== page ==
The Problem With the “Wrong Side of History”

Culture cannot stay static for long. New situations, circumstances, and players continually shape the culture and its overall direction. For better or worse, culture progresses toward an unknown future. The past 10 to 15 years have seen massive culture shifts that changed the shape and contours of society. For every movement in one direction, there has been a counter-movement pushing in the opposite direction. And yet, those pushing an ever more progressive agenda have argued that those embracing the counter-movement stand on the “wrong side of history.”

This claim is both presumptuous and unknowable. For someone to assert that the know how history will assess a movement in retrospect is to make a claim of omniscience, a claim that no human can claim to themselves. In reality, those making this claim are merely reading the current direction of the culture and extrapolating to some desired end state. We should be careful about this type of claim because what may be popular in one period may be looked upon with extreme remorse by coming generations. Hitler, Stalin, and Mao could have made this argument as they rose to power, and yet we all look back at those periods of history with great remorse and disdain.

These historical examples highlight the reality that we do not ultimately know that the side that wins in the short term will win finally. Moreover, just because one wins does not make the argument right. With “the wrong side of history” claim, we cut off the discussion of ideas. And, let’s face it, it is often used in the most brute of forms, a trump card to end debate or silence an opponent. Such a move is unhelpful and does not move society or culture in a better direction. Ideas are best when they engage other ideas and go through the demanding task of evaluation and critical examination. When we allow this sort of statement to short-circuit this process society is left with anemic ideas claiming the right to win with no firm foundation.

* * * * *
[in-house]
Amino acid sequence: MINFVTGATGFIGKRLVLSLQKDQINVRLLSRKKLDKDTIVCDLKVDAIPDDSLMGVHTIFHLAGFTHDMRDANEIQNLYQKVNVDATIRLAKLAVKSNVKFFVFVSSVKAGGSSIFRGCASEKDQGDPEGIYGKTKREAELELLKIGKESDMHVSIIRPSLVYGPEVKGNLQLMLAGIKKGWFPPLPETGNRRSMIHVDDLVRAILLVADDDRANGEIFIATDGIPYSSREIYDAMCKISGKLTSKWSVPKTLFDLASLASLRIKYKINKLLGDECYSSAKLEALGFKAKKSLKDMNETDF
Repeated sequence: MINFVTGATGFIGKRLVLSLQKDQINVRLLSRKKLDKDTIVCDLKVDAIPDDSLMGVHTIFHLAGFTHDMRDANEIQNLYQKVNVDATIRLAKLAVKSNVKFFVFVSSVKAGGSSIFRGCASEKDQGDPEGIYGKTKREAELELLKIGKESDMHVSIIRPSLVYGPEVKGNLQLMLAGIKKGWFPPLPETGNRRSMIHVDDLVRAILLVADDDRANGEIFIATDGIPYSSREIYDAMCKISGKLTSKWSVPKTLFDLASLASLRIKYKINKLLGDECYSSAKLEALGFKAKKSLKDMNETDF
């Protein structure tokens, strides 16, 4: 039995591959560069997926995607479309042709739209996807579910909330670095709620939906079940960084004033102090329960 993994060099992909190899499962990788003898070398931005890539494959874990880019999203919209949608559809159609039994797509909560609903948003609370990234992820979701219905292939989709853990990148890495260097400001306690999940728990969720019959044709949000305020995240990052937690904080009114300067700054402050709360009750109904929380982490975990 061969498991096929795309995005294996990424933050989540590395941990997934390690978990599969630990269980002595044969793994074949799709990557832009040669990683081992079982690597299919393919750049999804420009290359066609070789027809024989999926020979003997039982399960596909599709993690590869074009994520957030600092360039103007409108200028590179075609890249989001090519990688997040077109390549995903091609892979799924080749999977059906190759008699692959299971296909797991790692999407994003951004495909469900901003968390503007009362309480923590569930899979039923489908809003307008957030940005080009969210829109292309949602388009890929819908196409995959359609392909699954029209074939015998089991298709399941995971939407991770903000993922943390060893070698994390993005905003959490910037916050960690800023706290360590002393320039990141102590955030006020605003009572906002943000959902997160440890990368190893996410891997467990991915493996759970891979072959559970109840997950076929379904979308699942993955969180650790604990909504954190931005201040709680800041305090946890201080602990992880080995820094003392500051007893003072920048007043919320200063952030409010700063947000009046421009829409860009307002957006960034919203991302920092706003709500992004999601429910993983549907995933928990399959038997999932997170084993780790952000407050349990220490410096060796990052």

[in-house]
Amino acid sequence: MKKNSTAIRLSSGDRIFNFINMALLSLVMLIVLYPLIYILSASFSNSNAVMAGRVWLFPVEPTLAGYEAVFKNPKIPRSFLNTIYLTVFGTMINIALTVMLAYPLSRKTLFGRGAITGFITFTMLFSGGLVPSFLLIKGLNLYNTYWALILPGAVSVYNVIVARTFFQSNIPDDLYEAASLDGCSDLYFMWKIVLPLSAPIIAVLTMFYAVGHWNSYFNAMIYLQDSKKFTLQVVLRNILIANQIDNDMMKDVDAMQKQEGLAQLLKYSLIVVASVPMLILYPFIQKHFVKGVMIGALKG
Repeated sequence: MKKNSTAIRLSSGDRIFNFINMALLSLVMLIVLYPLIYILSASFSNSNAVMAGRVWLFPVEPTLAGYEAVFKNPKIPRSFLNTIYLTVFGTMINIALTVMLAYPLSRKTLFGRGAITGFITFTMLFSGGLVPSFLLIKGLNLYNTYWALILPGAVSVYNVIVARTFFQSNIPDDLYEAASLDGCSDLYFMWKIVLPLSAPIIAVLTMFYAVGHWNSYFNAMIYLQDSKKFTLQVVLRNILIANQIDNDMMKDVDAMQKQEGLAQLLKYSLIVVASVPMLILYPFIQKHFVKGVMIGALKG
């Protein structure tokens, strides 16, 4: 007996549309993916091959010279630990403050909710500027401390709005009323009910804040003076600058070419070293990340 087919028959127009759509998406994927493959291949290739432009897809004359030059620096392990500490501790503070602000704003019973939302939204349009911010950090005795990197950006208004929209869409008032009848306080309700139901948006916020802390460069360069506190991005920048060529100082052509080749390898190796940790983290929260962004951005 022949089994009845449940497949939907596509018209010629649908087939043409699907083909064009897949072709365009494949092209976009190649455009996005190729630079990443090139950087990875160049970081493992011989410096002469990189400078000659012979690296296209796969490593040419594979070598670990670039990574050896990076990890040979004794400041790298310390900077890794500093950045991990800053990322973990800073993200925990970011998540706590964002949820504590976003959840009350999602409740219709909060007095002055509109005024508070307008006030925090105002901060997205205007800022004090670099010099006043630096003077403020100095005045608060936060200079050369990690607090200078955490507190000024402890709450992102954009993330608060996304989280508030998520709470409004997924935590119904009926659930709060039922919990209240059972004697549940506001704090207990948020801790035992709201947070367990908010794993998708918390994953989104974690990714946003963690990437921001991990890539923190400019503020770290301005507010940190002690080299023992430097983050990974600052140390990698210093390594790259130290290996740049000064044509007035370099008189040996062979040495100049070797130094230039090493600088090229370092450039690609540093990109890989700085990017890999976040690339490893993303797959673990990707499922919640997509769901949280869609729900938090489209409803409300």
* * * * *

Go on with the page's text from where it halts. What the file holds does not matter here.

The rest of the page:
Most dangerously isn’t an actual argument. It is nothing more than a clever dodge. Arguments engage ideas and seek both to understand and to engage issues. The argument for inevitability leaves issues or right and wrong, good and bad unanswered. Just because something is inevitable does not mean that it is good. Saying a particular position is on “the wrong side of history” is much like children on the playground yelling at one another that the other is wrong.

How should Christians respond to the charge of being on the wrong side of history? Perhaps the best way is simply to ask questions. “How do you know that your position is the right side of history?” “How do you know that future generations will have the same opinion of this movement as you do?” “What makes your position right while another is wrong?” Since the “wrong side of history” argument is a tool to stifle thoughtful dialog, asking questions is an attempt to revive the debate. Questions like these force people to think once again and engage the topic thoughtfully rather than dismissively defaulting to a non-argument, argument.

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